In some real ways, the strength of Kaua’i’s domestic visitor market is causing problems with the international segment, especially where Japanese visitors are concerned, according to industry experts.
The high demand from Mainland visitors for hotels, rental cars, and activities, for example, makes it more difficult for Japan travel agents and individual travelers to book Kaua’i, said Sue Kanoho, executive director of the Kaua’i Visitors Bureau.
“The Japanese market is becoming, unfortunately, vulnerable to strong U.S. East and U.S. West demand,” meaning there is not always much space available for Japanese groups to book.
The downward trend of numbers of international visitors to Kaua’i remains a concern, even while numbers of domestic visitors (those from the Mainland) remain extremely strong, she said.
Kanoho admitted to being doubly-concerned about the dearth in international arrivals in general, and in Japanese arrivals in specific, especially since the drop in arrivals of international visitors seems to be a Kaua’i-only trend, she said.
Numbers of international visitors to Kaua’i were down in October, both overall and in the Kaua’i-only visitor
-category (those international visitors who stayed only on Kaua’i), and for the first 10 months of this year, compared to the same periods last year, according to the state Department of Business, Economic Development and Tourism (DBEDT).
International visitor arrivals to Kaua’i were 9,109 in October, down 11.8 percent compared to the same period last year, and 76,798 for the first 10 months this year, down a robust 22.2 percent compared to the first 10 months of 2004, the DBEDT figures show.
While numbers of Japanese visitors to Kaua’i in October were up in the overall and Kaua’i-only categories, they remain down substantially in both categories for the first 10 months of this year compared to the same period in 2004.
The number of Canadian visitors, while down in Kaua’i-only numbers for both October and the first 10 months of this year compared to like periods last year, were up 29.3 percent for the month of October this year compared to October 2004, and are up 10.8 percent for the first 10 months of this year compared to the same period in 2004, the DBEDT figures show.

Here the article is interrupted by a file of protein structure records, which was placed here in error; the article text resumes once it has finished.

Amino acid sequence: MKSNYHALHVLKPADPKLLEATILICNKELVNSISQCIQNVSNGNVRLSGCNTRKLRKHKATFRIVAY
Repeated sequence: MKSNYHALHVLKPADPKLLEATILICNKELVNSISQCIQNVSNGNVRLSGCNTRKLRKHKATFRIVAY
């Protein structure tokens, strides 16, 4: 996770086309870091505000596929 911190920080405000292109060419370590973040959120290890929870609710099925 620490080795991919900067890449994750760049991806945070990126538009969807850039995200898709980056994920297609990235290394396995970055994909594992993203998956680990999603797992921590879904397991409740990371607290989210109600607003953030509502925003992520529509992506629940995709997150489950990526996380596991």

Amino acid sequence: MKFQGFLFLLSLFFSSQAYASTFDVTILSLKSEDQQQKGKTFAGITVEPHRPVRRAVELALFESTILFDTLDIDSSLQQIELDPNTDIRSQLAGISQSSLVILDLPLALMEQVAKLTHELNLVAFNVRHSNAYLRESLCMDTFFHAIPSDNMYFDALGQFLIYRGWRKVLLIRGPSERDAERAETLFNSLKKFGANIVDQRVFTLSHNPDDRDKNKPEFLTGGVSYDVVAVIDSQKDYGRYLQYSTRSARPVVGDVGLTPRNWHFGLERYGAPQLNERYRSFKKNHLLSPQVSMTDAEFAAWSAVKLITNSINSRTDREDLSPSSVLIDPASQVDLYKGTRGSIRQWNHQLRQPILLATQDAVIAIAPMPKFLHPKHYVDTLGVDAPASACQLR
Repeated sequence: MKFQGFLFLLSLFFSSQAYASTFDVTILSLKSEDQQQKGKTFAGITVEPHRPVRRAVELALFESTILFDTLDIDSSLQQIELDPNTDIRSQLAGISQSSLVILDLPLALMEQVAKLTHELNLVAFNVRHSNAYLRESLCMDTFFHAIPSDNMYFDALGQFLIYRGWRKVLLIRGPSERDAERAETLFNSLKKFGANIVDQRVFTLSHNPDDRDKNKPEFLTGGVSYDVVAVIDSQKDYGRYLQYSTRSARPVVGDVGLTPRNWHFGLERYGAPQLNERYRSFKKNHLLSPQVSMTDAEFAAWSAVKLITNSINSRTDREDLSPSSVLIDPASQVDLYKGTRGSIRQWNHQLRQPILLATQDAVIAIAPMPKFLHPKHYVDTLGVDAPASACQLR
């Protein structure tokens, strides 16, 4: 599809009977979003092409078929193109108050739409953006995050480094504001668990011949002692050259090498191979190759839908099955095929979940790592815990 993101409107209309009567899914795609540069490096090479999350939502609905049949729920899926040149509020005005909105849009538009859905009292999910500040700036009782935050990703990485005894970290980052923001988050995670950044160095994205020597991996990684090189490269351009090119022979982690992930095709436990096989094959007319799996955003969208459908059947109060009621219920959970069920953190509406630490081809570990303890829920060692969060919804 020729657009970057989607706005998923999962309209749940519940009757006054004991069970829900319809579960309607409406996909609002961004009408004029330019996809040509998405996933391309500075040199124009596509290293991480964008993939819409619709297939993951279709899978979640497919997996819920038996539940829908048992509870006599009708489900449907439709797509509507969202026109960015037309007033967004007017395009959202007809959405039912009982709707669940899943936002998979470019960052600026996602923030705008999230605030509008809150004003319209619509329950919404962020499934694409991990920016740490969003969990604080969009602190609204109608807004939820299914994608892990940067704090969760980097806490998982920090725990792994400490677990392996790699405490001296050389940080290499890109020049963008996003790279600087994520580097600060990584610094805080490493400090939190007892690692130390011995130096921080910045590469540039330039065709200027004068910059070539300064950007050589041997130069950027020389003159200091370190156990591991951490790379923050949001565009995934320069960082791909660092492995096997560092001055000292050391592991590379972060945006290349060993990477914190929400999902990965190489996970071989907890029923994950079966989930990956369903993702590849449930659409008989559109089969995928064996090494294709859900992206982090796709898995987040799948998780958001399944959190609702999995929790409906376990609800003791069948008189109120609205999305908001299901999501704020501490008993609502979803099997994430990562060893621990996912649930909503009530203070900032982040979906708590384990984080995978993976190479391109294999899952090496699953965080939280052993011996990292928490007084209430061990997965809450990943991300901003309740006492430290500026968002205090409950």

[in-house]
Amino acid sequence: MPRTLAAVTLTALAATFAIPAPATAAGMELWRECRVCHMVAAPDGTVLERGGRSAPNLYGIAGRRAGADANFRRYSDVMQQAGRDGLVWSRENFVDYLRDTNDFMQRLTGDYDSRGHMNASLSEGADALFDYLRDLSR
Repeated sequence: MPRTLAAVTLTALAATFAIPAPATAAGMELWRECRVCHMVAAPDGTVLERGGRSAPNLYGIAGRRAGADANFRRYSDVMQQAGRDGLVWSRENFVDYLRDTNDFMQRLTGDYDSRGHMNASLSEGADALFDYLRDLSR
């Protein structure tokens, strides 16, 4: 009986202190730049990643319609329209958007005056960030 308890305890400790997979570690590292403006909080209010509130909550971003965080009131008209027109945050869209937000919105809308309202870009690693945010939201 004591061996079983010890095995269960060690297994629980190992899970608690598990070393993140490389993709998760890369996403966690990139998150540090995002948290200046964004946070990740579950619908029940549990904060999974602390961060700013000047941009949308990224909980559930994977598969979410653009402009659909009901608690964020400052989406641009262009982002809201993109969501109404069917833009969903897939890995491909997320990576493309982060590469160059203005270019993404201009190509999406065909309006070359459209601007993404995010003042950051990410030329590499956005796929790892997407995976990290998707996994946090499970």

The Canada conundrum seems to be an issue of “airlift,” she said. There are no international flights landing directly on Kaua’i, and numbers of international visitors to Kaua’i reflects that dearth.
That situation softens in severity somewhat by buoyant overall numbers, fueled by increases in domestic arrivals for both the month of October and the first 10 months of this year, compared to the same periods last year.
Kauaians greeted 96,339 visitors in October, up 9.3 percent compared to October 2004, and greeted 904,152 arrivals for the first 10 months of this year, up 4.3 percent compared to the same period last year, according to DBEDT figures.
Numbers of Kaua’i-only visitors were up for both the month of October and first 10 months of this year.
Numbers of visitors from the Mainland, from west of the Rocky Mountains, were up 14 percent in October, and 6.3 percent for the year, while numbers of U.S. East arrivals (from east of the Rocky Mountains) were up 6.4 percent in October compared to October 2004, and up 7.5 percent for the year to date, compared to the first 10 months of 2004.
Domestic visitors accounted for over 90 percent of total visitors to Kaua’i in October, and over 91 percent of all visitors for the first 10 months of this year.
The overall strength of arrivals caught Kanoho a bit off guard, she said.
“I was pleasantly surprised” by the October arrival figures, said Kanoho. “They are higher than I expected to this point.”
November’s numbers, which won’t be available until closer to the end of this month, “should be good, too,” buoyed by the presence on the island not only of Tiger Woods, but of Michael Campbell of New Zealand, who competed in the Professional Golfers Association of America Grand Slam of Golf at the Poipu Bay Golf Course during the week of Thanksgiving, she added.
With only average November and December arrival figures, Kaua’i should again eclipse the one-million-visitor mark this year. Kanoho figures Kauaians will end the year seeing between 1,080,000 to 1,090,000 visitors in 2005, though that has never been the stated goal.
Which brings up the issue of crowded roads, which need to be improved, she concluded.
- Paul C. Curtis, associate editor, may be reached at 245-3681 (ext. 224) or firstname.lastname@example.org